HOME |  CULT MOVIES | COMPETITIONS | ADVERTISE |  CONTACT US |  ABOUT US
 
 
 
Newest Reviews
Morfalous, Les
Dreambuilders
Everything Went Fine
Lux AEterna
Rum Runners
Fairy and the Devil, The
Mad God
Outside the Law
I Remember Mama
Superman Unbound
Lawrence of Belgravia
House Across the Lake, The
Wonder Park
Hornsby e Rodriguez
Operation Mincemeat
5 Kung Fu Daredevil Heroes
Scoob!
Earwig
Offseason
Peau Douce, La
Double Indemnity
Na Cha and the Seven Devils
Deep Murder
Superman vs. the Elite
Adam Project, The
Osamu Tezuka's Last Mystery of the 20th Century
Horse, La
Buffaloed
Train Robbers, The
Let Sleeping Cops Lie
Abominable
Funeral, The
Burning Sea, The
Godzilla Singular Point
Ace of Aces
Innocents, The
Beast and the Magic Sword, The
Last Hard Men, The
Found Footage Phenomenon, The
Night Trap
   
 
Newest Articles
3 From Arrow Player: Sweet Sugar, Girls Nite Out and Manhattan Baby
Little Cat Feat: Stephen King's Cat's Eye on 4K UHD
La Violence: Dobermann at 25
Serious Comedy: The Wrong Arm of the Law on Blu-ray
DC Showcase: Constantine - The House of Mystery and More on Blu-ray
Monster Fun: Three Monster Tales of Sci-Fi Terror on Blu-ray
State of the 70s: Play for Today Volume 3 on Blu-ray
The Movie Damned: Cursed Films II on Shudder
The Dead of Night: In Cold Blood on Blu-ray
Suave and Sophisticated: The Persuaders! Take 50 on Blu-ray
Your Rules are Really Beginning to Annoy Me: Escape from L.A. on 4K UHD
A Woman's Viewfinder: The Camera is Ours on DVD
Chaplin's Silent Pursuit: Modern Times on Blu-ray
The Ecstasy of Cosmic Boredom: Dark Star on Arrow
A Frosty Reception: South and The Great White Silence on Blu-ray
You'll Never Guess Which is Sammo: Skinny Tiger and Fatty Dragon on Blu-ray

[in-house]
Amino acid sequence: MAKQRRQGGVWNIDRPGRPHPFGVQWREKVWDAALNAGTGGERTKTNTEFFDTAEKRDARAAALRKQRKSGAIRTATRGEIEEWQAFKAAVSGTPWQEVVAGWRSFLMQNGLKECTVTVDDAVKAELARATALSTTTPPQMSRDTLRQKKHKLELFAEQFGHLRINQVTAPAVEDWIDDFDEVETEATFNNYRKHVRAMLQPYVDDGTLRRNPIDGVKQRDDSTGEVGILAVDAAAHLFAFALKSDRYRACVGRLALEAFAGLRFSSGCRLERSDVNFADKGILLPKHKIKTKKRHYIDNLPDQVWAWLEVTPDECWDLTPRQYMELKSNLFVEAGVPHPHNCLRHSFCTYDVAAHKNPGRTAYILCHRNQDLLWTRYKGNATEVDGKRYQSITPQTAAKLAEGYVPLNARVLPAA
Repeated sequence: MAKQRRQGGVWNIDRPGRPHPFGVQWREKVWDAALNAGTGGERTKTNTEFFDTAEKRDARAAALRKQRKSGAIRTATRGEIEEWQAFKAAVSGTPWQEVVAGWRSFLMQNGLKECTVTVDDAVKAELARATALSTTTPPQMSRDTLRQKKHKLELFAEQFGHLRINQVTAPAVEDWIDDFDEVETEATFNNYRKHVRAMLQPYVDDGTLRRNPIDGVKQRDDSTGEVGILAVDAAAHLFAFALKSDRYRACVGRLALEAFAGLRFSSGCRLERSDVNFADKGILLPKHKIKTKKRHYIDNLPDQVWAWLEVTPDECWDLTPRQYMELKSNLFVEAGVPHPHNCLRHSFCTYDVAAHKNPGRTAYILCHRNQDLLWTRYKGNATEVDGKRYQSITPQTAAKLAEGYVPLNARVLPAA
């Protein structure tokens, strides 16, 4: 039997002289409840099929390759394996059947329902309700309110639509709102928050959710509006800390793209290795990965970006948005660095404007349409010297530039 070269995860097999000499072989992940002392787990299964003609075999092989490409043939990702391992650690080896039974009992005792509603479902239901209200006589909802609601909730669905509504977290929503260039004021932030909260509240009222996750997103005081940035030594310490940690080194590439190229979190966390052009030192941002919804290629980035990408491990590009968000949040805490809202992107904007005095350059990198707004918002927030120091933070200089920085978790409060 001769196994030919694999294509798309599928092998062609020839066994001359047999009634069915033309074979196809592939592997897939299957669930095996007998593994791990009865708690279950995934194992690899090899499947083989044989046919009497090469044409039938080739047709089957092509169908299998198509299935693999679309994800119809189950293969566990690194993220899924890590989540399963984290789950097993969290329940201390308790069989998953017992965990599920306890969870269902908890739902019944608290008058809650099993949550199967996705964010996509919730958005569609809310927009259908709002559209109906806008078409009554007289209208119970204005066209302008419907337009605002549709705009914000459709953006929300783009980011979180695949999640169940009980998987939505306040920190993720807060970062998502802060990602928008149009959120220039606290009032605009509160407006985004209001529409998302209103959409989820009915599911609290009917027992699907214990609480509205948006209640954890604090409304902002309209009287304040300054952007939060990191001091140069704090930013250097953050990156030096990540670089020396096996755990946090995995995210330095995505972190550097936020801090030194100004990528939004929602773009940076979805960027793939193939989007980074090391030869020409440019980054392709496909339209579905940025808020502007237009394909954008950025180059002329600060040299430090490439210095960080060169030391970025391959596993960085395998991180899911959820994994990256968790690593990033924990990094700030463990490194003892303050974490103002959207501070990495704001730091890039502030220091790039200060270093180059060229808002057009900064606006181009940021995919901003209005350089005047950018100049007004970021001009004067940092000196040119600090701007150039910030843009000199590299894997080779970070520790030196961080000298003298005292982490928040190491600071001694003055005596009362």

Two Christopher Miles Shorts: The Six-Sided Triangle/Rhythm 'n' Greens on Blu-ray
Not So Permissive: The Lovers! on Blu-ray
Uncomfortable Truths: Three Shorts by Andrea Arnold on MUBI
The Call of Nostalgia: Ghostbusters Afterlife on Blu-ray
Moon Night - Space 1999: Super Space Theater on Blu-ray
Super Sammo: Warriors Two and The Prodigal Son on Blu-ray
Sex vs Violence: In the Realm of the Senses on Blu-ray
What's So Funny About Brit Horror? Vampira and Bloodbath at the House of Death on Arrow
Keeping the Beatles Alive: Get Back
   
 
  Hollywood or Bust Road Trip
Year: 1956
Director: Frank Tashlin
Stars: Dean Martin, Jerry Lewis, Pat Crowley, Maxie Rosenbloom, Anita Ekberg
Genre: Musical, ComedyBuy from Amazon
Rating:  6 (from 1 vote)
Review: Steve Wiley (Dean Martin) is a conman who owes a lot of money to a gangster, and a heavy, Bookie Benny (Maxie Rosenbloom) has been dispatched to get the cash or else. But when reaches Steve, he has another thing coming as the conman has worked out away to win a lot of dough by illegally getting his hands on a bunch of lottery tickets so that when the number of the car to be won comes up, he will have the right ticket and claim the vehicle, then sell it at a handsome profit. Sounds foolproof - but he reckoned without a very particular fool...

He being Malcolm Smith, played by Jerry Lewis in typical form, in this final Martin and Lewis comedy. Their rise to stardom had been stratospheric, from worldbeating nightclub double act to television shows and big hits at the cinema, but by the time this was made their friendship was well and truly soured, with neither of them wishing to so much as talk to the other except when the cameras were rolling. To their credit you wouldn't spot this offscreen antagonism in their performances, as while Martin was trying to take advantage of Lewis in the story, they were professional enough not to allow their personal lives enter into their work.